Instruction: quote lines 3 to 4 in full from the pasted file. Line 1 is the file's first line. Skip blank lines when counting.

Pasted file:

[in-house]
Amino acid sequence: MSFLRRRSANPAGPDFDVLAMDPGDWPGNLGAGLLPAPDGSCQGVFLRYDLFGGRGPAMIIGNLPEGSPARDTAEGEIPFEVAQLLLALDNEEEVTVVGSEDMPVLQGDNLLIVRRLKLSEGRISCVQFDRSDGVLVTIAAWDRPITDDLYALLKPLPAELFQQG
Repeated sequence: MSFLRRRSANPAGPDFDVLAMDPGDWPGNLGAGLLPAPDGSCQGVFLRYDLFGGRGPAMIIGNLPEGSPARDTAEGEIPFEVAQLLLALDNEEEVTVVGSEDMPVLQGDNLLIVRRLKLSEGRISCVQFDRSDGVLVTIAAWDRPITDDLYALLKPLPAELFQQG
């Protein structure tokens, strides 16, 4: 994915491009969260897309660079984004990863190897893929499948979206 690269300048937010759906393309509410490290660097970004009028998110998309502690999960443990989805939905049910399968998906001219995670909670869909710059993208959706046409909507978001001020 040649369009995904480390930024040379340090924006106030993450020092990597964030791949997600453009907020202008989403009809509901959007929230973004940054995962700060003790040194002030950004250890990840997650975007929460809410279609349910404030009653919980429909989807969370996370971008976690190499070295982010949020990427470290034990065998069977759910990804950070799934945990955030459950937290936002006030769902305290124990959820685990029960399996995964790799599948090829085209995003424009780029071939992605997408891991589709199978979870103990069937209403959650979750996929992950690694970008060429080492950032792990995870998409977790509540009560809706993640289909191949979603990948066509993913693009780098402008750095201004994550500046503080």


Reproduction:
Repeated sequence: MSFLRRRSANPAGPDFDVLAMDPGDWPGNLGAGLLPAPDGSCQGVFLRYDLFGGRGPAMIIGNLPEGSPARDTAEGEIPFEVAQLLLALDNEEEVTVVGSEDMPVLQGDNLLIVRRLKLSEGRISCVQFDRSDGVLVTIAAWDRPITDDLYALLKPLPAELFQQG
């Protein structure tokens, strides 16, 4: 994915491009969260897309660079984004990863190897893929499948979206 690269300048937010759906393309509410490290660097970004009028998110998309502690999960443990989805939905049910399968998906001219995670909670869909710059993208959706046409909507978001001020 040649369009995904480390930024040379340090924006106030993450020092990597964030791949997600453009907020202008989403009809509901959007929230973004940054995962700060003790040194002030950004250890990840997650975007929460809410279609349910404030009653919980429909989807969370996370971008976690190499070295982010949020990427470290034990065998069977759910990804950070799934945990955030459950937290936002006030769902305290124990959820685990029960399996995964790799599948090829085209995003424009780029071939992605997408891991589709199978979870103990069937209403959650979750996929992950690694970008060429080492950032792990995870998409977790509540009560809706993640289909191949979603990948066509993913693009780098402008750095201004994550500046503080």